Take the 2-minute tour ×
Stack Overflow is a question and answer site for professional and enthusiast programmers. It's 100% free, no registration required.

I know I once know how to do this but... how do you run a script (bash is OK) on login in unix?

share|improve this question
    
What login? UI login? like gnome, GTK, Unity? Perhaps a new shell login from the tty? What's the difference between them? –  AlikElzin-kilaka Jul 16 '12 at 14:52

10 Answers 10

up vote 54 down vote accepted

From wikipedia Bash

When Bash starts, it executes the commands in a variety of different scripts.

When Bash is invoked as an interactive login shell, it first reads and executes commands from the file /etc/profile, if that file exists. After reading that file, it looks for ~/.bash_profile, ~/.bash_login, and ~/.profile, in that order, and reads and executes commands from the first one that exists and is readable.

When a login shell exits, Bash reads and executes commands from the file ~/.bash_logout, if it exists.

When an interactive shell that is not a login shell is started, Bash reads and executes commands from ~/.bashrc, if that file exists. This may be inhibited by using the --norc option. The --rcfile file option will force Bash to read and execute commands from file instead of ~/.bashrc.

share|improve this answer

At login, most shells execute a login script, which you can use to execute your custom script. The login script the shell executes depends, of course, upon the shell:

  • bash: .bash_profile, .bash_login, .profile (for backwards compabitibility)
  • sh: .profile
  • tcsh and csh: .login
  • zsh: .zshrc

You can probably find out what shell you're using by doing

echo $SHELL

from the prompt.

share|improve this answer
    
echo $0 should reveal which shell is being used, although occasionally I've seen 'sh' reported, when it's really 'ksh' - on HP-UX or Solaris I think. –  dr-jan Sep 19 '08 at 23:22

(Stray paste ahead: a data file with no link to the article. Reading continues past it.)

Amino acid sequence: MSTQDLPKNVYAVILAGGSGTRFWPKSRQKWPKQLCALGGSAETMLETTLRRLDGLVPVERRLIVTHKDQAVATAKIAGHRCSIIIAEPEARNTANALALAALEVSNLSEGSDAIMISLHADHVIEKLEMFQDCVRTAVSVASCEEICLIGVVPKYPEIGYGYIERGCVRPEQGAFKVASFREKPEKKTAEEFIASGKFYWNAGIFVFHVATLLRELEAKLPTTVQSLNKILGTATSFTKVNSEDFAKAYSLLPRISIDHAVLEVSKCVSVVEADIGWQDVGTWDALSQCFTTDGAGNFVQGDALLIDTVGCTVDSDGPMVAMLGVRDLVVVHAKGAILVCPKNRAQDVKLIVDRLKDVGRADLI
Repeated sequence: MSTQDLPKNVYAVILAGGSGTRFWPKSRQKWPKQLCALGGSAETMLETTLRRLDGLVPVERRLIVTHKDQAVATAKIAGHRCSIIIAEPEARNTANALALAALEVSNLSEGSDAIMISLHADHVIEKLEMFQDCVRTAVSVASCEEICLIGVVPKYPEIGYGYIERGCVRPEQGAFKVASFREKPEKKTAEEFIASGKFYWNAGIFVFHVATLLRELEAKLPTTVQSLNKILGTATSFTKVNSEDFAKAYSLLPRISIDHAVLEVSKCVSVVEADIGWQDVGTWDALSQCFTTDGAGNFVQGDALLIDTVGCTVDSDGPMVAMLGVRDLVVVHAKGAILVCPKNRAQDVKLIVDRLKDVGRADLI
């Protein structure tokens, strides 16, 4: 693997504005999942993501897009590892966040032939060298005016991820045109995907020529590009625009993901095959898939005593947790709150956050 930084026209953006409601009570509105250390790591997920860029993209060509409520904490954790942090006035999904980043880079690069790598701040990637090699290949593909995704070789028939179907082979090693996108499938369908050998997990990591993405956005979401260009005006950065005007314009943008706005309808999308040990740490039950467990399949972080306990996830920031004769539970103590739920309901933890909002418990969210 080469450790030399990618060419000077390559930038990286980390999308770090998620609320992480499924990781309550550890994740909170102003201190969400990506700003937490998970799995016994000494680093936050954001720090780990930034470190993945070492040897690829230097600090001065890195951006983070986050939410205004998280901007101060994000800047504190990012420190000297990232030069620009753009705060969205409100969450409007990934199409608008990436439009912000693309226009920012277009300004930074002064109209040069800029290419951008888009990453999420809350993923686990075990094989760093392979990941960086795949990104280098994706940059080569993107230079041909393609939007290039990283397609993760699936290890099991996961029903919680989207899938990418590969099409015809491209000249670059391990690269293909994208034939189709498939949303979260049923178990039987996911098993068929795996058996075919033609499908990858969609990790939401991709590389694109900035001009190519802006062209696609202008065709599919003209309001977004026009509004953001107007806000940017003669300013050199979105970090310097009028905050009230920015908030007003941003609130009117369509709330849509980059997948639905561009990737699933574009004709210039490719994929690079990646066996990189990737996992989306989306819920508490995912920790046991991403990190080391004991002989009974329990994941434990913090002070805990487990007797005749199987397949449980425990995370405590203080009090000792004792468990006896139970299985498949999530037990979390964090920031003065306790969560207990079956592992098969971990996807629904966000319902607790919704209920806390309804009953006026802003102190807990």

When using Bash, the first of ~/.bash_profile, ~/.bash_login and ~/.profile will be run for an interactive login shell. I believe ~/.profile is generally run by Unix shells besides Bash. Bash will run ~/.bashrc for a non-login interactive shell.

I typically put everything I want to always set in .bashrc and then run it from .bash_profile, where I also set up a few things that should run only when I'm logging in, such as setting up ssh-agent or running screen.

share|improve this answer

If you wish to run one script and only one script, you can make it that users default shell.

echo "/usr/bin/uptime" >> /etc/shells
vim /etc/passwd  
  * username:x:uid:grp:message:homedir:/usr/bin/uptime

can have interesting effects :) ( its not secure tho, so don't trust it too much. nothing like setting your default shell to be a script that wipes your drive. ... although, .. I can imagine a scenario where that could be amazingly useful )

share|improve this answer

Launchd is a the prefered way in os X.

If you want it to run on your login put it in ~/Library/LaunchAgents

Start launchd item

launchctl load /Library/LaunchDaemons/com.bob.plist

Stop item

launchctl unload /Library/LaunchDaemons/com.bob.plist

Example com.bob.plist

<?xml version="1.0" encoding="UTF-8"?>
<!DOCTYPE plist PUBLIC "-//Apple//DTD PLIST 1.0//EN" "http://www.apple.com/DTDs/PropertyList-1.0.dtd">
<plist version="1.0">
<dict>
<key>Label</key>
<string>com.bob</string>
<key>RunAtLoad</key>
<true/>
<key>ProgramArguments</key>
<array>
<string>/usr/bin/java</string>
<string>-jar</string>
<string>/Users/user/program.jar</string>
</array>
</dict>
</plist>
share|improve this answer

If you are on OSX, then it's ~/.profile

share|improve this answer
1  
On OS X with bash, ~/.bash_profile works fine. –  William Keller Sep 18 '08 at 21:36
1  
Yes, but ~/.profile already exists. –  Craig B. Sep 18 '08 at 23:02

Place it in your bash profile:

~/.bash_profile
share|improve this answer

Add an entry in /etc/profile that executes the script. This will be run during every log-on. If you are only doing this for your own account, use one of your login scripts (e.g. .bash_profile) to run it.

share|improve this answer

Search your local system's bash man page for ^INVOCATION for information on which file is going to be read at startup.

man bash
/^INVOCATION

Also in the FILES section,

   ~/.bash_profile
          The personal initialization file, executed for login shells
   ~/.bashrc
          The individual per-interactive-shell startup file

Add your script to the proper file. Make sure the script is in the $PATH, or use the absolute path to the script file.

share|improve this answer

The script ~/.bash_profile is run on login.

share|improve this answer

Your Answer

 
discard

By posting your answer, you agree to the privacy policy and terms of service.

Not the answer you're looking for? Browse other questions tagged or ask your own question.